Tijamo is one of 18 victims of enforced disappearances under the Rodrigo Duterte government, human rights group Karapatan said. # (Raymund B. Villanueva)

’19 MARTYRS’: CPP confirms ‘big loss’ in military aerial strike in E. Samar

AFP’s bombs failed to distinguish the medics and the patients, and other unarmed personnel who were not in a position to battle, the CPP complained

Nineteen New People’s Army (NPA) fighters died in an air strike by the government military in Dolores, Eastern Samar last August 16, the Communist Party of the Philippines (CPP) website announced.

In one of the NPA’s biggest loss in a single incident in years, the CPP said those who perished were part of a 50-man unit who were in the area to conduct political, military, economic, education, cultural and medical work among peasant masses.

The Red fighters were also conducting an investigation into the socioeconomic conditions of the peasant masses in the area with the aim of addressing their needs and problems, the group added.

“They were among the best sons and daughters of the people who dedicated their lives to the cause of national freedom and democracy. Their deaths bear hard upon the hearts of the workers and peasants across the country and all the oppressed peoples in the entire world,” the CPP in a statement said.

The group’s statement came at the heels of several announcements by the Armed Forces of the Philippines (AFP) that an undetermined number of NPA guerrillas were killed in an early morning air strike, followed by fire fights that lasted the entire day.

Wikipedia map.

The Philippine Army’s 8th Infantry Division in Catbalogan City said no casualty had been reported among its 52nd Infantry Battalion troopers who engaged the guerrillas, aided by the Philippine Air Force.

The state troopers also said they recovered at least 20 assault rifles, a laptop and a handgun at the NPA encampment where the rebels were allegedly manufacturing bombs.

The CPP however said the Red fighters were conducting a continuing campaign to raise the people’s awareness of the Covid-19 pandemic to prevent infections from reaching their hinterland communities where there are no medical facilities.

The group added a team of medics were among the NPA unit to perform a surgery in the camp for a civilian patient suffering from hernia.

‘A big loss’

The CPP admitted that the deaths of the NPA “martyrs” was “without a doubt…a big loss.”

“It is, however, a temporary setback and does not negate the overall forward direction of the people’s war. Indeed, in Eastern Visayas and the rest of the country, the NPA continues to make strides in recruiting new Red fighters, building more units, expanding its areas of operations, building new guerrilla fronts, defending the people against the AFP’s armed suppression and mounting tactical offensives to strike blows against the fascist monsters,” the CPP statement said.

The group expressed confidence that the NPA in the said municipality will be reorganized with new recruits to continue the work of their fallen comrades.

“We may have lost a number of fine people’s warriors, but even greater numbers are sure to emerge to take their place as new Red fighters of the heroic people’s army,” the group said.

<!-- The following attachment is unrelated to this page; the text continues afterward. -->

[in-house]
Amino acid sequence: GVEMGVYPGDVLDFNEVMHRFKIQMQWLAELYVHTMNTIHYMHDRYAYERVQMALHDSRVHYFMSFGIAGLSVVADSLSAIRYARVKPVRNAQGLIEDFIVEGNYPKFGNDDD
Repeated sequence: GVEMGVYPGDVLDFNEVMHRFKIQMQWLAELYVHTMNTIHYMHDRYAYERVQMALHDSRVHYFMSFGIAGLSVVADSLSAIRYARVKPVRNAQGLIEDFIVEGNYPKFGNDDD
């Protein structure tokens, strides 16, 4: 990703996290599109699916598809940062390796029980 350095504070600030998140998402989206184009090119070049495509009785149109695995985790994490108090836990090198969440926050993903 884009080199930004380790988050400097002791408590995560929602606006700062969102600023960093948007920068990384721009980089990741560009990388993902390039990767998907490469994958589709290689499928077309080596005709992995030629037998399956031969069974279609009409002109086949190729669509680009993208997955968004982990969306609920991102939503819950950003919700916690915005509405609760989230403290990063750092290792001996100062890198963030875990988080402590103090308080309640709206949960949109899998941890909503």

‘Indiscriminate bombing’

The CPP meanwhile condemned AFP’s aerial bombing and strafing as well as artillery shelling it said constituted a disproportionate use of force.

In the case of the Dolores bombing, the AFP’s bombs failed to distinguish the medics and the patients, and other unarmed personnel who were not in a position to battle, the CPP complained.

In a Manila Bulletin report, unexploded AFP bombs allegedly hit at least two houses in Brgy. Cabaguan that pierced ceilings and terrorized residents.

“These terrorist weapons should be banned as these cause massive loss of lives among unarmed people, endanger the lives of civilians, traumatize thousands of people, especially children, and damage and ravage the environment and property,” the CPP said. # (Raymund B. Villanueva)

Farmers to military: ‘You, not Kerima, are the terrorists’

Farm workers defended Kerima Lorena Tariman from the military who alleged the highly-regarded poet was a “terrorist” and “extortionist.”

Bristling at government troopers’ description of Tariman, the Unyon ng mga Manggagawa sa Agrikultura (UMA) said they should instead take a hard look at themselves.

“State armed forces seem confused about what terrorism is. Serving the people—which was what Kerima Lorena Tariman did—is not terrorism,” UMA chairperson Antonio Flores said.

The military said in its announcement of Tariman’s death she was a terrorist involved in extortion as part of her task to allegedly “re-establish the dismantled Northern Negros Front” of the NPA.

Tariman died in a fire fight between the New People’s Army and the Philippine Army last August 20 in Silay City, Negros Occidental. She was 42.

A “Comrade Pabling” perished with Tariman while a Private First Class Christopher Alada of the 79IB later died in a hospital after being wounded in the clash.

UMA said however Tariman never harmed peasants and has only consistently defended them all her life.

Defender of poor farmers

As an activist, Kerima led efforts in Hacienda Luisita for agricultural workers to assert their right to land and secure their access to food, UMA said.

Tariman was once briefly detained by the Tarlac police with 10 others for joining a rally at Hacienda Luisita in September 2013.

In Mindanao, Tariman conducted a research on corporate plantations and the harsh working and living conditions of farm workers, UMA said.